When I got to Boston, one of my teachers said to me: “You seem to have a sense of destiny.” I had no idea what she meant. Now I know that she realized I was on a mission, but at that time I was too afraid to acknowledge that what I had done was either right or good, much less purposeful. How could I? I was doing something outrageous which made no sense to anyone that I knew. As a revered woman in San Antonio said to me just before I was about to leave for Boston: “You have a wonderful husband and three outstanding children. You’re rich and you’re beautiful. There must me something wrong with you.” I knew there wasn’t anything wrong with me, but I didn’t yet have the words to intelligibly defend myself—or the courage.
      After thirty years, that is no longer the case. I can now articulate, to my satisfaction, what going to Boston was all about and I can also talk about what has worked since then to help me keep changing and be-coming ever new.
      On the wall of my apartment in Somerville, Massachusetts, was a poster that read: “I am a woman giving birth to myself.” That’s what Boston was all about. It was as simple and as complicated as that. Now the poster hangs above my desk. I still love what it says and I love that what it says is still true of me.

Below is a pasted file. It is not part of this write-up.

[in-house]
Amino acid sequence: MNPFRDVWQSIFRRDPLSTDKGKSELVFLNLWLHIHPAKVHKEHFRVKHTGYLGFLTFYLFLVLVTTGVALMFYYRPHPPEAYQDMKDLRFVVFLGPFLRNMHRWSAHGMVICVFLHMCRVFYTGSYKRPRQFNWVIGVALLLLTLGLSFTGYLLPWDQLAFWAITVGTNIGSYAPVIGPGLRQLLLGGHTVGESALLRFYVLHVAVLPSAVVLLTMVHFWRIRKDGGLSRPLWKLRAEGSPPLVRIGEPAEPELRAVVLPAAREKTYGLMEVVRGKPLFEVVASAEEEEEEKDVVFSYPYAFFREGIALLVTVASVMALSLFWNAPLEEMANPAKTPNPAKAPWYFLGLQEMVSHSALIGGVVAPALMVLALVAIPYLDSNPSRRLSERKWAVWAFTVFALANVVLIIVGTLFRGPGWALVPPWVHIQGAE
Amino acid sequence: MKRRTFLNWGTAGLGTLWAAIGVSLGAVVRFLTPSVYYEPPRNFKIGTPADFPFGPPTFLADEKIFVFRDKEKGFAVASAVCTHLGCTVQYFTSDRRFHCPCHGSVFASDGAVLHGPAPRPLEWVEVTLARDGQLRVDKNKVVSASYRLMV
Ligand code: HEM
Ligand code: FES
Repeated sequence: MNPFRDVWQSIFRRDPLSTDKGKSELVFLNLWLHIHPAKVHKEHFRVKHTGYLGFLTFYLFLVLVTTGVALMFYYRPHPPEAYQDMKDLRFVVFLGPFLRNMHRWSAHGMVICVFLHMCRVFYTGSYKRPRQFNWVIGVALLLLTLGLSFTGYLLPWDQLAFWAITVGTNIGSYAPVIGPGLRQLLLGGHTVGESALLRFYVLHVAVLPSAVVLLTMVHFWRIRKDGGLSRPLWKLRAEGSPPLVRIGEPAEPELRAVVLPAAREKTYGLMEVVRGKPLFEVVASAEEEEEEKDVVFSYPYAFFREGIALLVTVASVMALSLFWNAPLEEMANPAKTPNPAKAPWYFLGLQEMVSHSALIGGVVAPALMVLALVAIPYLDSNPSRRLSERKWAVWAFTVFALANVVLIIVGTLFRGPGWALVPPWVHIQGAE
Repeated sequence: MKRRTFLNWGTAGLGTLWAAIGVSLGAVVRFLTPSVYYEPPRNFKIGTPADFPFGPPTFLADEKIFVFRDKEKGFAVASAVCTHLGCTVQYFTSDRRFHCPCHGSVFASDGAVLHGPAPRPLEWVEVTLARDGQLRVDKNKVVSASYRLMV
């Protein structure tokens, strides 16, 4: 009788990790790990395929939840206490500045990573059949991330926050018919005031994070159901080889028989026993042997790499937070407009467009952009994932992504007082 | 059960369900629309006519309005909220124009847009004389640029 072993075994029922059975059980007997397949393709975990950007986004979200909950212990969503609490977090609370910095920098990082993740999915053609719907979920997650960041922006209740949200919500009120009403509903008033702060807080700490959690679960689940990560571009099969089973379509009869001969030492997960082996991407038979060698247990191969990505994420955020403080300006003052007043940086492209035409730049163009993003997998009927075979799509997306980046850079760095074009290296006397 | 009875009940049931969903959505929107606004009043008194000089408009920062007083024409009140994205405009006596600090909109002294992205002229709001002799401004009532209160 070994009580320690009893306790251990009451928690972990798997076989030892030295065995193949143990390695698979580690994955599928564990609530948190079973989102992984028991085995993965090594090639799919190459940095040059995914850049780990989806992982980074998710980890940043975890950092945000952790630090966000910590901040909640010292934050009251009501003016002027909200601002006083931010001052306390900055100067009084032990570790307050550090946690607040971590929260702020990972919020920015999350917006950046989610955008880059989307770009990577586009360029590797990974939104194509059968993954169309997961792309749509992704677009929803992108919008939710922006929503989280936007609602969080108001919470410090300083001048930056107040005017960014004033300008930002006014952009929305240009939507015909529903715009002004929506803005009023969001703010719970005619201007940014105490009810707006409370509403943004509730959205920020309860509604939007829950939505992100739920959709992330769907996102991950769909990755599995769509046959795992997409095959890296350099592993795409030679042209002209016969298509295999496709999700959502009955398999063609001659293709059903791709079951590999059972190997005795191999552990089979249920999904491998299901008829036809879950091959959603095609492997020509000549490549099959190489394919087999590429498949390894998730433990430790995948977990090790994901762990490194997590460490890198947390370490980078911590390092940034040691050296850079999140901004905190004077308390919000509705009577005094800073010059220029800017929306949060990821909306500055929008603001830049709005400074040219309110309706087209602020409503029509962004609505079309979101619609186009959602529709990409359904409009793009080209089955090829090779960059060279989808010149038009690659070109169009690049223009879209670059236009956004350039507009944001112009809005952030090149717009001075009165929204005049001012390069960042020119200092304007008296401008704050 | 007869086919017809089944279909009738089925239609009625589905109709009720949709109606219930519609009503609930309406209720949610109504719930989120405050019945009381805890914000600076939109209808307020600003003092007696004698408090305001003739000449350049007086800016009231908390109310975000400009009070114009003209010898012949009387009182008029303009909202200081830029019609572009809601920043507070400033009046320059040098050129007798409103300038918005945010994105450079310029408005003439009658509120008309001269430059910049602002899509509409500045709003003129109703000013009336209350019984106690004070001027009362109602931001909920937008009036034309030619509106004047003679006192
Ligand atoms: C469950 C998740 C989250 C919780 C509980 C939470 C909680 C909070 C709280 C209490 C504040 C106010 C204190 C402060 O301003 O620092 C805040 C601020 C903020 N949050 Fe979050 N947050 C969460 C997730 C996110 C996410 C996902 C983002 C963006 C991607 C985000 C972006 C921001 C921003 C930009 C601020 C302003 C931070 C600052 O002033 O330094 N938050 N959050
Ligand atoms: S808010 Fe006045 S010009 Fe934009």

As for what works to keep me giving birth to myself, there are two things that are indispensable: solitude and journaling.
      Before I went to Boston, I was radically removed from myself. I not only didn’t know who I was; I didn’t know that I was. I felt that I had to separate from the world that I knew in order to know that I even existed—that I was real. I had to get away from what Mary Daly calls “the noise of the fore-ground.” I lived alone for my first year in Boston and rarely felt lonely because I was busy and I was intrigued with everything I was able to do and see. Just about anything could make my day. Then, during my second year, I lived in a house with three other women where we each had our own bedroom. In that household, amidst others, I got used to being able to shut my door and feel not only safe behind it, but productive as well. I found out that I could lead a very rich life all by myself—even when there were others around.
      I also learned a lot about me when I was with others. I had been an only and neglected child and never really had a friend but I learned early on that if I was outgoing and attentive to others, I could survive socially. That skill worked well for me in Boston, but I began to have experiences with others that suggested that maybe I wasn’t the “people person” that I, and everyone else, thought I was. I realized that I usually felt quite lonely when I was with others and very out of the loop. When I began to process all this, I found that being alone in my room helped. No one was there to intervene and I could get hold of what was going on. I made a tiny beginning and wrote my graduating paper from Goddard Cambridge on “The Concept and Experience of Separateness.”